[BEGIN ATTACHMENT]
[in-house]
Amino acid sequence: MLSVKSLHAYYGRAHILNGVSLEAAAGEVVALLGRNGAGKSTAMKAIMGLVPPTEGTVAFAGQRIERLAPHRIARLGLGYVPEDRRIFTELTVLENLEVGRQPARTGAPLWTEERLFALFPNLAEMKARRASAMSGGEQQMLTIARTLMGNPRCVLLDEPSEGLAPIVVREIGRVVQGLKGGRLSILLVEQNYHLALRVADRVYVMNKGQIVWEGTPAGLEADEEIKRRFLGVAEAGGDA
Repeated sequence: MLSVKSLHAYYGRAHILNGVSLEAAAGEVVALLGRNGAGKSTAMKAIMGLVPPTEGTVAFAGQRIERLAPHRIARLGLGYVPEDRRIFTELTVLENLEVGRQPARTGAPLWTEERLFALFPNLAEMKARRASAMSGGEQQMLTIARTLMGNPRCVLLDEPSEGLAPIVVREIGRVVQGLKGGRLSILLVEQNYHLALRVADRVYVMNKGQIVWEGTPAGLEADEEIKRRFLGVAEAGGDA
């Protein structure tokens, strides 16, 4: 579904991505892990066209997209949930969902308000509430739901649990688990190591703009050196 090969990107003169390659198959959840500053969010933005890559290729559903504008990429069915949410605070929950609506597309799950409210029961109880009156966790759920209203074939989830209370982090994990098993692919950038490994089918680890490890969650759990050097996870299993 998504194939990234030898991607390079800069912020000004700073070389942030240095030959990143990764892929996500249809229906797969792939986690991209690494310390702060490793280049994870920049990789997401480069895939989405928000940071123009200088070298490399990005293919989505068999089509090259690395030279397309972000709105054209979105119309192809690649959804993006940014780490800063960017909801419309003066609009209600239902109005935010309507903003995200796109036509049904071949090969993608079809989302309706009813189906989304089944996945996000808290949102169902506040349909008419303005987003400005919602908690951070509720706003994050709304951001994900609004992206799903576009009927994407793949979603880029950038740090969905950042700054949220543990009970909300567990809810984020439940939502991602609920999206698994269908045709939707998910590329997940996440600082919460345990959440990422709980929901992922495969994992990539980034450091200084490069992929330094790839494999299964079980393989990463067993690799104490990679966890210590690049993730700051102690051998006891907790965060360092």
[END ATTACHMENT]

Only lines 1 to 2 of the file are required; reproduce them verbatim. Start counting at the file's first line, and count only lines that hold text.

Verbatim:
[in-house]
Amino acid sequence: MLSVKSLHAYYGRAHILNGVSLEAAAGEVVALLGRNGAGKSTAMKAIMGLVPPTEGTVAFAGQRIERLAPHRIARLGLGYVPEDRRIFTELTVLENLEVGRQPARTGAPLWTEERLFALFPNLAEMKARRASAMSGGEQQMLTIARTLMGNPRCVLLDEPSEGLAPIVVREIGRVVQGLKGGRLSILLVEQNYHLALRVADRVYVMNKGQIVWEGTPAGLEADEEIKRRFLGVAEAGGDA